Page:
World Mosquito Day – 20 August

World Mosquito Day – 20 August

World Mosquito Day is observed on 20 August annually to commemorate the discovery that malaria is caused by the female anopheles mosquito. His work was instrumental in shedding light on how best to prevent this deadly disease, a fight we continue to this day.

On this day in 1897, the link between mosquitoes and the transmission of malaria was discovered by British doctor Sir Ronald Ross. Ross also identified that the female Anopheles mosquito transmits the disease. In 1902, Ross was awarded the Nobel Prize in Physiology and Medicine for his discovery. Through his work, Ross documented the lifecycle of the malarial parasite and the role played by mosquitoes.

There are more than three thousand species of mosquito, but only three are responsible for the spread of these diseases. Anopheles mosquitoes are known to carry malaria. Culex mosquitoes carry encephalitis, filariasis, and the West Nile virus. Aedes mosquito carries yellow fever, dengue, and encephalitis.

Mosquitos remain one of the deadliest animals on Earth, posing a threat to half the world’s population through the transmission of malaria, and claiming the life of a child every two minutes. Mosquito-borne diseases are those that are transmitted to people through the bite of an infected mosquito. The diseases spread by mosquitoes can be caused by a parasite, as in the case of malaria, or by viruses, as is the case for Zika fever and numerous others. Warming climates and increased global travel have helped previously obscure viruses like Zika and chikungunya gain footholds across the globe.

No other species, including our own, is responsible for the loss of as many human lives each year as mosquitoes are. Humans murder around 475,000 other people each year. Snakes kill around 50,000, while dogs (mainly from rabies transmission) claim another 25,000 lives. Some of the most feared animals (sharks, wolves) kill fewer than 10.

What are Mosquitoes

Mosquitoes are flies and their name is derived from the Spanish word “mosca’ which means fly. Like all flies, mosquitoes belong to the Order Diptera, which means they have two (di-) wings (-ptera). And, like all flies, mosquitoes are insects. Mosquitoes and other flies have four stages in their life cycle: egg, larva, pupa, and adult. Since a mosquito’s appearance changes with each stage—a young mosquito looks very different from an adult—the cycle is called complete metamorphosis.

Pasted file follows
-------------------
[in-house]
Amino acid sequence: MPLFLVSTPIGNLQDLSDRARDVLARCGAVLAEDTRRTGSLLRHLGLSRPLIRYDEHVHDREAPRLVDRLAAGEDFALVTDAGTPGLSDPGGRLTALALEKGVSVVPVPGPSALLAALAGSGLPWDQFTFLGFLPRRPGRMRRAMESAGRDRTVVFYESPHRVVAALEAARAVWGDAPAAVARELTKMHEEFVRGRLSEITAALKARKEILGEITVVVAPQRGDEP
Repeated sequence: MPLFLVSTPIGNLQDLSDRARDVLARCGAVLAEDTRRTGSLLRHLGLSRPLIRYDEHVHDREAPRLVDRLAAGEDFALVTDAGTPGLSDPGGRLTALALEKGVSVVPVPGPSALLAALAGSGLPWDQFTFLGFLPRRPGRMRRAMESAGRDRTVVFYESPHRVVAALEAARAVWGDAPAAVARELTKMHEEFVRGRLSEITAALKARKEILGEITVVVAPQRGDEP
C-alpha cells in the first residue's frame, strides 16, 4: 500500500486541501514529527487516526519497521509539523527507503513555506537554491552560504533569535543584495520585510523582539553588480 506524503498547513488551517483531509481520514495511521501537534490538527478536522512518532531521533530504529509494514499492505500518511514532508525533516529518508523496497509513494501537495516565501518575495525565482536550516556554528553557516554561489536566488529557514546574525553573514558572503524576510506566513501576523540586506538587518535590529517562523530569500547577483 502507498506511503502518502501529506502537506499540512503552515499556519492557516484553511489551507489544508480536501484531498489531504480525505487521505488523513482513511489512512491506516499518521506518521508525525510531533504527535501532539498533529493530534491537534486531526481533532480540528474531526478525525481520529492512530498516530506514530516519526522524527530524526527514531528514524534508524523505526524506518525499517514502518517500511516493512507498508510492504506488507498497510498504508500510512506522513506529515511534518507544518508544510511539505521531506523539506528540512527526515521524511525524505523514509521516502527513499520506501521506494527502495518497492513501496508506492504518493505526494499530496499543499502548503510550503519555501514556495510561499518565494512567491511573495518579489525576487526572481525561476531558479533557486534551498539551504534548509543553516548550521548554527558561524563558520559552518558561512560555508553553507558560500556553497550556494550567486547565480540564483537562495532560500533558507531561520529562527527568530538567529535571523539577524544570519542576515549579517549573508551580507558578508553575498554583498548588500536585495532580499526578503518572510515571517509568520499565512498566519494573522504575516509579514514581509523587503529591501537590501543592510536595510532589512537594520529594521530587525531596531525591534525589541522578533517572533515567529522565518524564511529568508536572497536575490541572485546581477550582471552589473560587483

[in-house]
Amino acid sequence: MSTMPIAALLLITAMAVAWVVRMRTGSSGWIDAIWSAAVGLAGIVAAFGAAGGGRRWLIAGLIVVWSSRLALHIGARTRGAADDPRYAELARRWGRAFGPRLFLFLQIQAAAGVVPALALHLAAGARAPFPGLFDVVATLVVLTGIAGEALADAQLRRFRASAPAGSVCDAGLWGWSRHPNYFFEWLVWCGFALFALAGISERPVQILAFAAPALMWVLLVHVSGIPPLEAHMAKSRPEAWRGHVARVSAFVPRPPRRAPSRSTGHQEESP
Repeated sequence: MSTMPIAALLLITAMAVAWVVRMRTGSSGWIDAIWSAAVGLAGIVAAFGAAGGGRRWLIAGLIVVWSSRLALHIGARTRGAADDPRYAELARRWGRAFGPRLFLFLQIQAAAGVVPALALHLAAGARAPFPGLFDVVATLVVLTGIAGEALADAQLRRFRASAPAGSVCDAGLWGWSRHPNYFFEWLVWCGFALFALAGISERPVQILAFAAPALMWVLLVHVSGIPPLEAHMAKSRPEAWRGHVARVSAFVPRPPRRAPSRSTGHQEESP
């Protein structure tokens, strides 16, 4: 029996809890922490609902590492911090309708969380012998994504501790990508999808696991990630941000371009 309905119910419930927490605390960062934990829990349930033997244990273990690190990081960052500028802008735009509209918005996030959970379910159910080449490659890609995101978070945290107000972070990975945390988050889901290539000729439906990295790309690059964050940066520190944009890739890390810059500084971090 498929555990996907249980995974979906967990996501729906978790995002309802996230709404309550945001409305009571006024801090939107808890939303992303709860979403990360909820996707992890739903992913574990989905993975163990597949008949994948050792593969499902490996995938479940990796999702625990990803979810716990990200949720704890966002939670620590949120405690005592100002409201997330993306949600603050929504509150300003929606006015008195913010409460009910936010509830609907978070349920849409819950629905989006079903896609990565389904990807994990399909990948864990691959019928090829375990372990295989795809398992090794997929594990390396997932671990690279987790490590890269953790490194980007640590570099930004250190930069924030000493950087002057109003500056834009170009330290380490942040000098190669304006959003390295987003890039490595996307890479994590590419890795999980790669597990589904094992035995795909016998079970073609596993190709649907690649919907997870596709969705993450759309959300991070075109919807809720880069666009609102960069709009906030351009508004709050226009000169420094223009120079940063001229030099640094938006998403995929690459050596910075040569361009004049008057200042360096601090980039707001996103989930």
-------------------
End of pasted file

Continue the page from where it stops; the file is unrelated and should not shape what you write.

During the first three stages, mosquitoes live in still water. As long as the water is not flowing you can find mosquitoes—on the edges of ponds, in fresh- and salt-water marshes, in permanent swamps, temporary
pools, floodwaters – even water-filled containers.

Suggested Read: World Malaria Day

10 Facts about Mosquitoes

  • Mosquitoes are the deadliest animal on earth.

  • An adult Mosquitoes can live as long as 5 months.

  • A Mosquito wing beats from 300 to 600 times per second.

  • Mosquitoes can fly about 1 to 1.5 miles per hour.

  • The average mosquito takes in about 5-millionths of a liter of blood during feeding.

  • A full moon increased mosquito activity by 500% in one study.

  • A mosquito can smell Carbon Dioxide you exhale from about 60-75ft away.

  • Mosquitoes feed on liquids only like plant juices such as flower nectar and fruit juices, only females take blood. They need the protein in the blood for their eggs.

  • Dark clothing has been shown to attract some species of mosquitoes more than lighter colored clothing.

  • Mosquitoes need water to breed but not much

What Are Mosquito Bites?

A mosquito bite is a red, itchy bump you get when a mosquito bites your skin and its spit gets into your blood. Saliva from a mosquito triggers an allergic reaction that causes the area of the bite to become red, itchy, and swollen.

Most people have had mosquito bites at some time in their life. Usually, you swat a mosquito away and cope with the unpleasant but temporary itch. But some mosquito bites can spread viruses and cause serious diseases.

Mosquito bite signs include:

  • A puffy, white, and reddish bump appears a few minutes after the bite.

  • A hard, itchy, reddish-brown bump, or multiple bumps, appearing a day or so after the bite or bites.

  • Small blisters instead of hard bumps.

  • Dark spots that look like bruises.

Prevention Mosquito bite

  • Replace all stagnant water at least once a week.

  • Remove trash around any standing water. Mosquitos lay eggs in and reproduce in stand water.

  • Keep water in pools and landscaping moving.

  • Wear long sleeves and pants. Create a barrier to mosquito bites by covering up, or wear light-colored clothing.

  • When sleeping outdoors or in areas where mosquito populations are heavy, surround your bed with “mosquito” netting.

  • Screen windows, doors, and other openings with fine mesh.

  • Avoid going outdoors at night.

  • Use insect repellent on exposed skin anytime you’re around mosquitoes. Insect repellent doesn’t kill the mosquitoes. It just disorients them and they look elsewhere for food.

On this day and throughout the year, protect yourself from mosquito bites in your home and while traveling. Let us recommit to driving resources and bringing innovations to market to end the deadly bite of a mosquito once and for all.

Suggested Read: Important Days In August

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Simmi Kamboj

Simmi Kamboj is the Founder and Administrator of Ritiriwaz, your one-stop guide to Indian Culture and Tradition. She had a passion for writing about India's lifestyle, culture, tradition, travel, and is trying to cover all Indian Cultural aspects of Daily Life.